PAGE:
[swift-evolution] Move placement of 'throws' statement
jeremy.j.pereira at googlemail.com
Wed Jan 4 06:10:37 CST 2017
> On 3 Jan 2017, at 16:29, John McCall via swift-evolution <swift-evolution at swift.org> wrote:
> I'm sorry if people dislike the placement of "throws", but that ship has sailed,
> and any attempt to "fix" it at this point is just going to cause problems for
> negligible benefit.
> As I see it, the current syntax has one mild deficiency, called out previously
> in this thread: a reader has to recognize that "throws -> X" does not mean
> that the function throws an X, but instead that it either throws or returns an X.
> It's always nice when something is immediately obvious and doesn't have to
> be explicitly learned, and I appreciate and mourn that my design may have
> fallen short of that standard here. However, overall I still do think the syntax
> is much cleaner than the alternatives, especially as return types grow more
> complicated, and that this small rule is not at all difficult to master.
I’m going to stand up for the way it is now. I do not think the design falls short or is deficient. Bearing in mind that “->” actually means “returns”, I honestly can’t see why anybody would think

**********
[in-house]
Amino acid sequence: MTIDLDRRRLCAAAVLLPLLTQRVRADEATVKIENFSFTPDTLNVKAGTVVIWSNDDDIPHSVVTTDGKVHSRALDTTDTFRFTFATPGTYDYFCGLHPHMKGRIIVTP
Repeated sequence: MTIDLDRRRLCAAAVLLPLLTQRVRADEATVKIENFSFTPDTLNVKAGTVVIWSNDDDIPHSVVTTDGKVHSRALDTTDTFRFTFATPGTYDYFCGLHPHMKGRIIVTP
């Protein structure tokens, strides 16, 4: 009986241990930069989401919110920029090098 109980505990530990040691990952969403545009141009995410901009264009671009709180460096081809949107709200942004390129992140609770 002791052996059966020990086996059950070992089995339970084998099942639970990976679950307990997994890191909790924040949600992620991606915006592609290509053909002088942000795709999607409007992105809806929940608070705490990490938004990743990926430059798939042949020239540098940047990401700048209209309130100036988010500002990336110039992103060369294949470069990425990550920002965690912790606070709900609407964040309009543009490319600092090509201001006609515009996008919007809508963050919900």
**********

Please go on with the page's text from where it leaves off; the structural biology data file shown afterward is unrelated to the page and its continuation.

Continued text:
func foo() throws -> Int
could possibly be a function that throws an Int, especially if they have any knowledge of how the throw mechanism works in Swift (or any other language, for that matter).
If it had been decided to put throws at the end, we’d probably be having an argument now that
func foo() -> Int throws
appears to return an Int that throws, an argument with much more validity, as pointed out upthread, because
func foo() -> () -> Int throws
really is ambiguous.
> For what it's worth, this visual ambiguity is precisely why I would insist that
> any typed-throws addition be spelled "throws(X)" instead of "throws X".
>>> which work inconsistently and surprisingly in some cases.
>>> Here is a different way of looking at this: The predictable case is
>>> the one we already have now (and we wouldn’t take it away). Is your
>>> beef with the current syntax so great that you think it is worth
>>> adding complexity to the language to privilege some special cases?
>> Not really, no.
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